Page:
What a week it’s been for women across the globe. You’ve probably been asked to engage in a number of events employing your expertise on panel discussions, or you’ve attended a few that spoke to the number of key interests in your present society, expertise and/or as a self-identifying woman. I hope it was worth it, and I hope that capital found its way to you via committing to these engagements, because that is what truly this day is all about, and has been for 110 years since its inception.

As per IWD, “International Women's Day (March 8) is a global day celebrating the social, economic, cultural, and political achievements of women. The day also marks a call to action for accelerating women's equality.” The day is about creating visibility about women’s successes and challenges, and an opportunity to showcase the economic value of what investing in an equitable future (could) mean socially, economically, culturally and politically, especially at the urgency of the COVID-19 pandemic.

I was a part of several engagements this week, two included topics which are their own pandemic: Gender Based Violence and Gender-lens Investing. I had the pleasure of moderating these engagements, and what is abundantly clear, is that there is more than enough data (at some point, the South African Deputy Minister of Department of Communications and Digital Technologies, Pinky Kekana and I were referencing the same data points), as just as enough capital across the private and public sector. It is just not matching the urgency to invest and deliver at the intersection where women are impacted fast enough.

There’ve been many lessons these week (and in my career and lived experience as a woman), and I thought it an opportune moment to share how action can be harnessed through these engagements.

Surplus of DATA

The case of investing in women has been pleaded many a times, across commercial and social lines. Research and papers are conducted by institutions like the World Bank Africa Region’s Gender Innovation Lab, World Economic Forum’s The Gender Agenda , The UNDP and UN Women’s COVID-19 Global Gender Response Tracker and the Gender Smart Investing Summit to mention a few. These are data points that assist governments, private sector institutions and individuals channel the appropriate capital in response.

It’s a Global Risk NOT to Invest

"Funding the Female (owned) Economy is not just diversity and inclusion aesthetics, it’s an economic development catalyst to amplify sustainable impact."

A few months ago I wrote an article highlighting the implications of not funding businesses with a gender-lens framework.  A McKinsey Global Institute report highlighted its findings on gender parity, including that $12 trillion could be added to the global GDP by 2025 by advancing women’s equality. Gender inequality should be considered a crime against humanity, it strips women of the dignity to access a life worth living, especially as presently, they enjoy half the fruits. And, to echo Tara Sabre Collier, Advisor & General Lead at the Shell Foundation: “Gender lens investing is essential. While women represent 50% of the world’s population, they typically earn half of what men earn.  There is a clear rationale for anyone who cares about impact.”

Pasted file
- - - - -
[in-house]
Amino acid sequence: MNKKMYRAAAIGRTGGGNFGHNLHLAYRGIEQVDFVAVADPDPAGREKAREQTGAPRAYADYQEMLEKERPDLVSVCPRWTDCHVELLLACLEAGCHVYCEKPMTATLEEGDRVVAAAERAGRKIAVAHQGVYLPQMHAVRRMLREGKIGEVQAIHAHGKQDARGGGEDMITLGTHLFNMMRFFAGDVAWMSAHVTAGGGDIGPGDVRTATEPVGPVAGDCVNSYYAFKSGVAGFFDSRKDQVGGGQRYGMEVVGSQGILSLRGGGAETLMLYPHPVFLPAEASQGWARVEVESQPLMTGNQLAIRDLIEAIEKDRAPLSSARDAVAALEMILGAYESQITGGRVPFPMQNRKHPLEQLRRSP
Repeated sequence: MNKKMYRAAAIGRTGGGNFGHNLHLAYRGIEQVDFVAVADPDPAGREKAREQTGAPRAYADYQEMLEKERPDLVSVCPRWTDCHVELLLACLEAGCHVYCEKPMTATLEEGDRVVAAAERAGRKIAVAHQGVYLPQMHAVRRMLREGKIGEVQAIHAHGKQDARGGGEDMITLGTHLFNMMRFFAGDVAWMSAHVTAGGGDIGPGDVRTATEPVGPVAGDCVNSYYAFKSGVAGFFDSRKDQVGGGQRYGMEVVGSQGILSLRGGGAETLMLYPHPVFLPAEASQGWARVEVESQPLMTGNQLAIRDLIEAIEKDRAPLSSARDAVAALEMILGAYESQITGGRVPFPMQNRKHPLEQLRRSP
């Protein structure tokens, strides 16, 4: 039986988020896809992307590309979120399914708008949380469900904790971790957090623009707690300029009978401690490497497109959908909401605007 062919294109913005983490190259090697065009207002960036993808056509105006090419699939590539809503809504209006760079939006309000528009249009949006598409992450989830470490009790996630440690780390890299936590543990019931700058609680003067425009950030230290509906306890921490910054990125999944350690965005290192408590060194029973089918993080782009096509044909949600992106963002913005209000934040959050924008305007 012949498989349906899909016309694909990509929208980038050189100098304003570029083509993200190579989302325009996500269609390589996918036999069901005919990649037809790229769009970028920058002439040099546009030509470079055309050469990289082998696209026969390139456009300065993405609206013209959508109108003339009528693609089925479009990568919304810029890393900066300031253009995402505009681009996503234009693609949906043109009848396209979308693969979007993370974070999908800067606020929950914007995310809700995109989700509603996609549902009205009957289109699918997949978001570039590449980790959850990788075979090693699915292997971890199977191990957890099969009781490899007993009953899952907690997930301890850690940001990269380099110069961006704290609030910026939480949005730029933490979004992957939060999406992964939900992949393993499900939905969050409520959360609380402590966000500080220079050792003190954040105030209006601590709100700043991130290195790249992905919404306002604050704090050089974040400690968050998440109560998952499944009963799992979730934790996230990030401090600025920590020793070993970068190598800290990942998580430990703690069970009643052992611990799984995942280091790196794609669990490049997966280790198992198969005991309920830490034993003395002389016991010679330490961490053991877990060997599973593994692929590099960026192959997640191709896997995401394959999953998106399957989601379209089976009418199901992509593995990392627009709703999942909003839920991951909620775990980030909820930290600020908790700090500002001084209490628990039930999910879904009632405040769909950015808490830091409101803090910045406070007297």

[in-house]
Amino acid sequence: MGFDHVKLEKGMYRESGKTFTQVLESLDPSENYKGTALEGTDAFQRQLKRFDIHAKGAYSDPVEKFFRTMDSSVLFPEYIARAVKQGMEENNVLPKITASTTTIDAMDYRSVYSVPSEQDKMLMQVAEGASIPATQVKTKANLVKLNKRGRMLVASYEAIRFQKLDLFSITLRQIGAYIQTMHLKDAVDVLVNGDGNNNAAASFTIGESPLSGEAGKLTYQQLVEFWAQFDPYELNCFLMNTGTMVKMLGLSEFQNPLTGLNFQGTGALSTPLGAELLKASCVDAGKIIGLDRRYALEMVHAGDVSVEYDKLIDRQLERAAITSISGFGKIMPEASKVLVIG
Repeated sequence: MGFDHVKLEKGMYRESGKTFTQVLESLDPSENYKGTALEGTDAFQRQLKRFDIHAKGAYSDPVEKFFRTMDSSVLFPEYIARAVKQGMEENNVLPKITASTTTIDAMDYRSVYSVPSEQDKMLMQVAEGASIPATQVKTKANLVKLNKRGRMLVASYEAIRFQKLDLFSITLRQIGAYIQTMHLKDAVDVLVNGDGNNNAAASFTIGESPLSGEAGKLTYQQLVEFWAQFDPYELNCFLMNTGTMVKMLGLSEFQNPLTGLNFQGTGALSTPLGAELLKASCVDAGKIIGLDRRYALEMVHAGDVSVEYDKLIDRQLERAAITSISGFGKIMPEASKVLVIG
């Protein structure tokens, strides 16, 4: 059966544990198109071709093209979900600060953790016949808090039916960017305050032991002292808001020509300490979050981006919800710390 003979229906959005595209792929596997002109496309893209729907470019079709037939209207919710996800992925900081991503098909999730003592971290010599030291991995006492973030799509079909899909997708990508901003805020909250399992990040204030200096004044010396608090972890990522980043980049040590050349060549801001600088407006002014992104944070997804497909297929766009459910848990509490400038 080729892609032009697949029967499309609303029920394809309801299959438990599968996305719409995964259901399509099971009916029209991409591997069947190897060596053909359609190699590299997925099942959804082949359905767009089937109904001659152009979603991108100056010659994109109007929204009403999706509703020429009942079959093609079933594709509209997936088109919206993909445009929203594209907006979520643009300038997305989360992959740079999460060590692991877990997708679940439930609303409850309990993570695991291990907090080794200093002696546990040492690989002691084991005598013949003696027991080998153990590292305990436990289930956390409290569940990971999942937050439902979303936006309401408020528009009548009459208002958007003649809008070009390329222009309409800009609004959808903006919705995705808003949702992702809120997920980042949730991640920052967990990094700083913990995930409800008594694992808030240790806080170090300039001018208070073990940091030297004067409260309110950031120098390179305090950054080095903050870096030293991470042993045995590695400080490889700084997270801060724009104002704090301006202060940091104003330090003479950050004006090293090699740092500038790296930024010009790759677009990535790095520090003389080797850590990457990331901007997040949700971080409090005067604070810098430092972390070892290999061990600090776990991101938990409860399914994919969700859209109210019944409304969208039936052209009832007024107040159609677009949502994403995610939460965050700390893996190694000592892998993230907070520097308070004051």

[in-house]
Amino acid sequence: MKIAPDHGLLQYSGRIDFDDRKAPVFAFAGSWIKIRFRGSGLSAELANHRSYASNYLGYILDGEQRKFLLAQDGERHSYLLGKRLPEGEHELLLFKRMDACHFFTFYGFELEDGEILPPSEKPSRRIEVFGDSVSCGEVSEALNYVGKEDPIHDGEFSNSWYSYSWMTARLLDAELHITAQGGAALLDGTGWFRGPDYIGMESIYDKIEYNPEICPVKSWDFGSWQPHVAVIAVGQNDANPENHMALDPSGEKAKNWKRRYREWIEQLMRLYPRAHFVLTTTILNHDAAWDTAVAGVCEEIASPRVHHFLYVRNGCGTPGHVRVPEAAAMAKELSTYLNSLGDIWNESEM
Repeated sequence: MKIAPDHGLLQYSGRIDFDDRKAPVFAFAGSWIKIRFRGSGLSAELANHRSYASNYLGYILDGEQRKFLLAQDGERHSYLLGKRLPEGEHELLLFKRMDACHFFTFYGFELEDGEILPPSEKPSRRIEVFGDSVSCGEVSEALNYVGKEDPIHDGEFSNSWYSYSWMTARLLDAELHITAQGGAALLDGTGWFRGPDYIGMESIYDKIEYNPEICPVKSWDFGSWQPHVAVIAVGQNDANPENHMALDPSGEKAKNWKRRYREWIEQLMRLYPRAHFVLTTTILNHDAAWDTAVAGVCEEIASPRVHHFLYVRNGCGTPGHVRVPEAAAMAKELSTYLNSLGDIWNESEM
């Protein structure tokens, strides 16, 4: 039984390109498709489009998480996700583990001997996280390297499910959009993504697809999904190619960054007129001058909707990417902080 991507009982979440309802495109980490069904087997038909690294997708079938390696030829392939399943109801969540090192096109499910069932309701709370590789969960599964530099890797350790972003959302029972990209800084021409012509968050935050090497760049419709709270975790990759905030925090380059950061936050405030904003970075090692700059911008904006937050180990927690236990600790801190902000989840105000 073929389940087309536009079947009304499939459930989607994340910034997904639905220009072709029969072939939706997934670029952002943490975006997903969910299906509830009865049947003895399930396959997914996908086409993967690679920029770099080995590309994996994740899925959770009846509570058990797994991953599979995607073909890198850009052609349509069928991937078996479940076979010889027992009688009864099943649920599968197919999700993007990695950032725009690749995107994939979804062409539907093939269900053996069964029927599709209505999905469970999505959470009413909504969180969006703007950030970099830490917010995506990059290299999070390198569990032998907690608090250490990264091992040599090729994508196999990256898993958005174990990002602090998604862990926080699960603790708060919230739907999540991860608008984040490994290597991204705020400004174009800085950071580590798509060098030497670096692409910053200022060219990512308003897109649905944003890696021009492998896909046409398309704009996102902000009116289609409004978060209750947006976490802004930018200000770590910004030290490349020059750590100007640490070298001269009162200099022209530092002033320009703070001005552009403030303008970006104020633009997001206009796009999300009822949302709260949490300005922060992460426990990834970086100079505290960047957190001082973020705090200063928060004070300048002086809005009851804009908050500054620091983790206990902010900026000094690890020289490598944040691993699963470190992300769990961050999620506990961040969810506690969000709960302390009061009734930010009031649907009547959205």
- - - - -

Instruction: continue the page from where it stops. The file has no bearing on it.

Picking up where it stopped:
Capital comes in MANY Forms

“Let the capital follow the research.” - Stephanie Vak-Stephens 

I joined Stephanie on a panel this week, and these succinct words of hers will always stick with me, if I could print it on a T-shirt I would. And these 6 words are my call to action as you wrap up reading this article, to action the structural and interpersonal bias that impedes the $12 trillion added value to global economy. It is to sponsor, mentor, inject in women’s social capital and write the checks that fund their businesses, it is great for the triple bottom line as it is for personal ego.


Encouraged by the numbers in this article, but don’t know where to get started? This list is filled with venture capital firms, competitions and various institutions that are contributing to providing financial and social and to women and their gender-lens businesses. It starts with checking your bias, doing your research and actioning against it, and through your single action, a community is impacted.



Published in Life Style

The Business of Inclusive Growth

Wednesday, 24 May 2017

From the 3-5 May 2017, the world had their eyes on South Africa as the coastal city of Durban hosted the World Economic Forum on Africa with over 1000 global leaders from across the world. This year, the forum explored the theme of harnessing the opportunity to enable access and to empower the economically excluded in Africa by Achieving Inclusive Growth through Responsive and Responsible Leadership, an economic opportunity that has bypassed millions of Africans.

The Future of Africa, Booming Youth